By Stan Mitchell
“It is true that some preach Christ out of envy and rivalry; but others out of goodwill” (Philippians 1:15).
Is it possible to do the right thing … for the wrong reason? Paul begins his magnificent description of love in 1 Corinthians 13 by declaring that if he “had the gift of prophecy,” had a “faith that could move mountains” and “gave his body to the flames” without love, he was nothing (1 Corinthians 13:2,3). Jesus continually condemned religious leaders of his day for looking good, appearing pious, doing religious things, but possessing impure motives. “This people honors me with their lips, but their heart is far from me,” he declared” (Matthew 15:8). Is it right to honor God in song and prayer? Of course it is! That’s doing the right thing. But heart and mouth were as compatible as political parties in a presidential election.
They were doing the right thing (honoring God) for the wrong reason (probably to appear religious).
Doing something good just because the TV camera is rolling, or because an award for Christian achievement is offered is apparently too strong a temptation for many to resist, for the Bible warns constantly against it.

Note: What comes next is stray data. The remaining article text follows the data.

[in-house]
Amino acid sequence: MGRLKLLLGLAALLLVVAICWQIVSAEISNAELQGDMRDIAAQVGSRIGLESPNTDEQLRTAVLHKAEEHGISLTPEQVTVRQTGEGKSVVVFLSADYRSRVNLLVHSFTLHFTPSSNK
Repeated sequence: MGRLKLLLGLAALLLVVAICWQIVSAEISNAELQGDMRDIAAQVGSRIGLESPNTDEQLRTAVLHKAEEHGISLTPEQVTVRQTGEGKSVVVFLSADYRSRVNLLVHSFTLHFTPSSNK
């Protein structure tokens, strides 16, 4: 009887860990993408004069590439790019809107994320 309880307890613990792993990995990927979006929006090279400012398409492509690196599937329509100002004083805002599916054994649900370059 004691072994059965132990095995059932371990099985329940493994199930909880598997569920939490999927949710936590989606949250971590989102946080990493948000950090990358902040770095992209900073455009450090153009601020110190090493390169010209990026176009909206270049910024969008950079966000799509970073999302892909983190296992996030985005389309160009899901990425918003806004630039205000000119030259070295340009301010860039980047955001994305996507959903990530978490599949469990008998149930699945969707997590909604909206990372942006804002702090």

Think we’re immune?
That self confidence could be fatal! It’s what makes us vulnerable to doing a good thing – preaching, praying, being generous – for motives that are less than pure. Why do we go to church? To see and be seen? To make business contacts? To be entertained, served, or have our own needs met? To promote our own good deeds?
The thing is, what people may see is a Christian doing Christian things; what God sees is the true motive.